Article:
What does REPower EU bring

Predsjednica EK, Ursula von der Leyen

The European Commission has presented the REPowerEU Plan, its response to the hardships and global energy market disruption caused by Russia’s invasion of Ukraine. There is a double urgency to transform Europe’s energy system: ending the EU’s dependence on Russian fossil fuels, which are used as an economic and political weapon and cost European taxpayers nearly €100 billion per year, and tackling the climate crisis.

By acting as a Union, Europe can phase out its dependency on Russian fossil fuels faster. 85% of Europeans believe that the EU should reduce its dependency on Russian gas and oil as soon as possible to support Ukraine. The measures in the REPowerEU Plan can respond to this ambition, through energy savings, diversification of energy supplies, and accelerated roll-out of renewable energy to replace fossil fuels in homes, industry and power generation.

The green transformation will strengthen economic growth, security, and climate action for Europe and our partners. The Recovery and Resilience Facility (RRF) is at the heart of the REPowerEU Plan, supporting coordinated planning and financing of cross-border and national infrastructure as well as energy projects and reforms. The Commission proposes to make targeted amendments to the RRF Regulation to integrate dedicated REPowerEU chapters in Member States’ existing recovery and resilience plans (RRPs), in addition to the large number of relevant reforms and investments which are already in the RRPs. The country-specific recommendations in the 2022 European Semester cycle will feed into this process.

Accelerating the rollout of renewables

A massive scaling-up and speeding-up of renewable energy in power generation, industry, buildings and transport will accelerate our independence, give a boost to the green transition, and reduce prices over time. The Commission proposes to increase the headline 2030 target for renewables from 40% to 45% under the Fit for 55 package. Setting this overall increased ambition will create the framework for other initiatives, including:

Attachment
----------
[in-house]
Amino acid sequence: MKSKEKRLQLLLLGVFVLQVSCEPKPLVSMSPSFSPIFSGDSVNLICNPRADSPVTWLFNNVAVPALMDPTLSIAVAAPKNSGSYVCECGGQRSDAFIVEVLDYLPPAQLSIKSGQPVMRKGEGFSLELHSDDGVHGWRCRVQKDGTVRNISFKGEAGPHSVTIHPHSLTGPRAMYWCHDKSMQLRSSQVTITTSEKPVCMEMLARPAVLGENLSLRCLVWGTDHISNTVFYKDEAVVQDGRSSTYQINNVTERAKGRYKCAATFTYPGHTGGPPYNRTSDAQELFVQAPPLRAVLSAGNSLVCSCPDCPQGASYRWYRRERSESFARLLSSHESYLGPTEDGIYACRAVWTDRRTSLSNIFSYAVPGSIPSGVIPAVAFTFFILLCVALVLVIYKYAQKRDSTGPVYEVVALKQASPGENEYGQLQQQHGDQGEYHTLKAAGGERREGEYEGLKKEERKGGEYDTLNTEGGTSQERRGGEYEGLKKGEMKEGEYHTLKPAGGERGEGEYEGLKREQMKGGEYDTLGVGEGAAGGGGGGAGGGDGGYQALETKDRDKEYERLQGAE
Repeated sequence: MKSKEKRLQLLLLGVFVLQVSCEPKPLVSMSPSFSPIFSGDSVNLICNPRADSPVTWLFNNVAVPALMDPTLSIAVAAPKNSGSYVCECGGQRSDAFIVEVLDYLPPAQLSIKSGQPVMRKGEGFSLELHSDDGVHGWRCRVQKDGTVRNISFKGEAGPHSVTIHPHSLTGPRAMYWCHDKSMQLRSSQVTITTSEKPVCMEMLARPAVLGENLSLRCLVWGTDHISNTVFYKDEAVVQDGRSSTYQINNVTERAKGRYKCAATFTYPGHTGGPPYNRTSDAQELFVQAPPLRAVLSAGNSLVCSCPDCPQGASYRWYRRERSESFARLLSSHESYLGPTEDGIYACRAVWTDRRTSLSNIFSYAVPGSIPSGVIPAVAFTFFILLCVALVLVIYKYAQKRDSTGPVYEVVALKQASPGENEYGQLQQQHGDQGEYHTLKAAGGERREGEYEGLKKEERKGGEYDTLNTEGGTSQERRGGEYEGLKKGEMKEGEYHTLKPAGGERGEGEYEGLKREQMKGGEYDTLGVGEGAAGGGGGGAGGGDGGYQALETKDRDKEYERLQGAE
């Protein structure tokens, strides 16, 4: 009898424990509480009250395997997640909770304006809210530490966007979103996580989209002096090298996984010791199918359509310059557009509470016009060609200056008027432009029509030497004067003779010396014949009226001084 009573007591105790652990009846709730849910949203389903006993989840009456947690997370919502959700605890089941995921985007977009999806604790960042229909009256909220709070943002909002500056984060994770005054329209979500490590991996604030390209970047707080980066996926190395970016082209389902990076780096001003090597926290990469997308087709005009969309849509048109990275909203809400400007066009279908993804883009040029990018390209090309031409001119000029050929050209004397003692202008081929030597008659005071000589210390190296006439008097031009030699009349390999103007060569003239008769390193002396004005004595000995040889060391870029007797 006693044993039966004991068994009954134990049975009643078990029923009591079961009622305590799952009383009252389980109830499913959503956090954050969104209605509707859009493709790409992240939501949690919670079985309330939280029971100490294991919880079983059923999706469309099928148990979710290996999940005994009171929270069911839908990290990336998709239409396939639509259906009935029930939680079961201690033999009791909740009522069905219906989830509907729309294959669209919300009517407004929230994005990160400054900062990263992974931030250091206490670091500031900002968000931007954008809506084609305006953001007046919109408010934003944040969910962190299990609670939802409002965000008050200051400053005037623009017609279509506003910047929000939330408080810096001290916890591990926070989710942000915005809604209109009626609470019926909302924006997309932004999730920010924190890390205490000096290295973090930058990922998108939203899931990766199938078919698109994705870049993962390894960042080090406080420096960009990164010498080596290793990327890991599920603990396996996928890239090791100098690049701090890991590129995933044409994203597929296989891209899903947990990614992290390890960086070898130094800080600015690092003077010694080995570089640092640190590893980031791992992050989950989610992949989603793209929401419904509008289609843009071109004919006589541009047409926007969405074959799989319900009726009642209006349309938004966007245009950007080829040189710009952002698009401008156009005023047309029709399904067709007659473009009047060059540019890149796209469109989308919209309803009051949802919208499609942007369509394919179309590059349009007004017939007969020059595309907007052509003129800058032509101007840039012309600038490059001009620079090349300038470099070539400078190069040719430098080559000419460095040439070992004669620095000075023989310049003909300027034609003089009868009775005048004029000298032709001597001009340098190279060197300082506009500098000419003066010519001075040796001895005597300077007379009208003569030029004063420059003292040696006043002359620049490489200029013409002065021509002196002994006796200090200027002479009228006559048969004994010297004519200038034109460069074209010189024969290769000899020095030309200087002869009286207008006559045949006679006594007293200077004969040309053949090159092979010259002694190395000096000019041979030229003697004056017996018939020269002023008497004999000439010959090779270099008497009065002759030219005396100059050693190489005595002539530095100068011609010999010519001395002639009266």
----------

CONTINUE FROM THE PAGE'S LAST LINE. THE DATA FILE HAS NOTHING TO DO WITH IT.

• A dedicated EU Solar Strategy to double solar photovoltaic capacity by 2025 and install 600GW by 2030.
  • Solar Rooftop Initiative with a phased-in legal obligation to install solar panels on new public and commercial buildings and new residential buildings.
  • Doubling of the rate of deployment of heat pumps, and measures to integrate geothermal and solar thermal energy in modernised district and communal heating systems.
  • A Commission Recommendation to tackle slow and complex permitting for major renewable projects, and a targeted amendment to the Renewable Energy Directive to recognise renewable energy as an overriding public interest. Dedicated ‘go-to’ areas for renewables should be put in place by Member States with shortened and simplified permitting processes in areas with lower environmental risks. To help quickly identify such ‘go-to’ areas, the Commission is making available datasets on environmentally sensitive areas as part of its digital mapping tool for geographic data related to energy, industry and infrastructure.
  • Setting a target of 10 million tonnes of domestic renewable hydrogen production and 10 million tonnes of imports by 2030, to replace natural gas, coal and oil in hard-to-decarbonise industries and transport sectors. To accelerate the hydrogen market increased sub-targets for specific sectors would need to be agreed by the co-legislators. The Commission is also publishing two Delegated Acts on the definition and production of renewable hydrogen to ensure that production leads to net decarbonisation. To accelerate hydrogen projects, additional funding of €200 million is set aside for research, and the Commission commits to complete the assessment of the first Important Projects of Common European Interest by the summer.